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Northeast Wisconsin Looks To Play Outsized Role This Election Cycle

Party Conventions, Swing Districts, Independent Voters Give Region Political Weight

Patrick Semansky/AP Photo

The election season begins in earnest this weekend as the Republican Party of Wisconsin holds its annual convention in Green Bay. The city will play host to Democrats three weeks later. Observers say it’s a sign of northeastern Wisconsin’s potential influence on several important races.

As to why both parties are holding their conventions in Green Bay, University of Wisconsin-Oshkosh political scientist Jim Simmons says it’s no coincidence: “This area happens to be a swing area and it’s very, very important.”

According to Simmons, southwestern Wisconsin trends Democratic while the Southeastern part of the state is more reliably conservative. Meanwhile Green Bay, the Fox Valley and points in between are different: “Larger numbers of independents, larger numbers of swing voters.” Simmons said it depends on who comes to the polls.

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“When you look at the turnout in a presidential election year versus mid-term election year, you have increasing numbers of voters who claim to be independent or moderate,” he said.

That’s important because partisans rarely split the ticket, while independents are more likely to do so, Simmons said.

Even the landscape and the people who live there are a mixed bag, according to Marian Krumberger, chair of the Brown County Republicans.

“We have cities, we have farms, we have pretty much a cross-section of people and representation of all Wisconsin voters,” said Krumberger.

The region also has an open congressional seat. Incumbent Republican U.S. Rep. Reid Ribble isn’t running for re-election, and Wisconsin GOP spokesman Pat Garrett said that race, along with the presidential contest should be a big draw in November.

“Green Bay has always been an important battleground and we see that especially now,” said Garrett. “Hillary Clinton continues to be viewed unfavorable and untrustworthy by voters in northeastern Wisconsin. As you’ve noted (there’s) a congressional race. We have three great candidates running.”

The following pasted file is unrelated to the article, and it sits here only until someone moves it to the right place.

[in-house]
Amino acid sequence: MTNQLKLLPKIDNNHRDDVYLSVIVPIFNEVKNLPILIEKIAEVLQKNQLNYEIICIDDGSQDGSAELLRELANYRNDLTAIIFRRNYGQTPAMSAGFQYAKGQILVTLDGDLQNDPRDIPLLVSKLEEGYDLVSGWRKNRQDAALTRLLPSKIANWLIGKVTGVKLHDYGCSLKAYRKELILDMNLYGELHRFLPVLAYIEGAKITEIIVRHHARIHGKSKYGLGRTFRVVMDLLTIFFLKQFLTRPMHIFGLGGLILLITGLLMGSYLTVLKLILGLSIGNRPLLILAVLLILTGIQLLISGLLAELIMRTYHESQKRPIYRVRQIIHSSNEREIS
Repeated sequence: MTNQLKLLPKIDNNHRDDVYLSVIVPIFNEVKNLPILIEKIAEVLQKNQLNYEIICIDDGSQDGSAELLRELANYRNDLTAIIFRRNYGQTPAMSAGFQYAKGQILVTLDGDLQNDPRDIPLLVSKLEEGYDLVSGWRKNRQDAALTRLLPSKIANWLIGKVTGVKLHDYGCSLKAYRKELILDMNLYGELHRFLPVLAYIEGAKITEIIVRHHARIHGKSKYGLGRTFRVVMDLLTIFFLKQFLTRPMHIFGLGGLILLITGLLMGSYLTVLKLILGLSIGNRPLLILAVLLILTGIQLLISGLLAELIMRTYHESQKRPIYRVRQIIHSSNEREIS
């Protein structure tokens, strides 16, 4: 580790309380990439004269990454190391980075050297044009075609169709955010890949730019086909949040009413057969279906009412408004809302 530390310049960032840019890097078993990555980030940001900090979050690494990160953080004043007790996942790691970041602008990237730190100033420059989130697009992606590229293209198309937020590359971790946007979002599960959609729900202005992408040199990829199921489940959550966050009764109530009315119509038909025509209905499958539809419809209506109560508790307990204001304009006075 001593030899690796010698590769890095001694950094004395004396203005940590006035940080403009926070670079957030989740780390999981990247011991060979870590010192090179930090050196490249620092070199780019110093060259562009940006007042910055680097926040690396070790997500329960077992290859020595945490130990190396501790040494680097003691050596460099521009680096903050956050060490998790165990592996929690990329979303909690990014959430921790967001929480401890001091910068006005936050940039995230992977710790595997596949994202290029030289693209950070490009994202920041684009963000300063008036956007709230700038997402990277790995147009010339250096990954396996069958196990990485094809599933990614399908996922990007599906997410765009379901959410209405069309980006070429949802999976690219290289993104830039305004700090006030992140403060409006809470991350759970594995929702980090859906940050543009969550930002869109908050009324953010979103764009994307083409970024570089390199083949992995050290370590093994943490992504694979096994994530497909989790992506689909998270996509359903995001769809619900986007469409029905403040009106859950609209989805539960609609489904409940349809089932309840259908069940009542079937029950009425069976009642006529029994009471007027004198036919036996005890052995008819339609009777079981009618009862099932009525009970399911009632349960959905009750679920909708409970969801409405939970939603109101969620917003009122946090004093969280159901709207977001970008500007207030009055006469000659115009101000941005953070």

Two Democrats are also running.

State Democratic Party head Martha Laning said the party also has its eye on retaking the state Senate and she sees one of its best chances in a district that covers parts of Winnebago and Fond Du Lac counties.

“I think the 18th Senate District is a great example,” Laning said. “We have two great candidates running in that district. We believe that’s a strong pick-up opportunity for us.”

If ever there was a swing district the 18th is it. Republicans have won the seat by less than 1 percentage point in each of the last two general elections.

Republican Randy Hopper lost the seat in the 2011 recall. Democrat Jessica King won by just over 2 percent but lost in the next year’s general by 600 votes to the now incumbent, Rick Gudex.

Democrats need to win at least three districts to get a Senate majority.

Another thing about northeastern Wisconsin: it’s a sizeable media market. Rich Langan with the Brown County Democrats said viewers and commercial radio listeners will be bombarded with ads and news coverage this election season.

“The hardest thing for a candidate to do is get his or her words or face out into the public,” said Langan. “The biggest bang for your buck is the big media marketplaces and Green Bay is the second largest in the state so I think they’d be foolish not to come here.”

And of course the presidential candidates will be a big draw, both at rallies and the polls, according to UW-Oshkosh’s Simmons.

“The one last wild card in all this is Donald Trump,” he said.

It’s an understatement to say that Trump has had a polarizing effect on voters this election cycle. The question is how he’ll play to the swing voters of northeastern Wisconsin.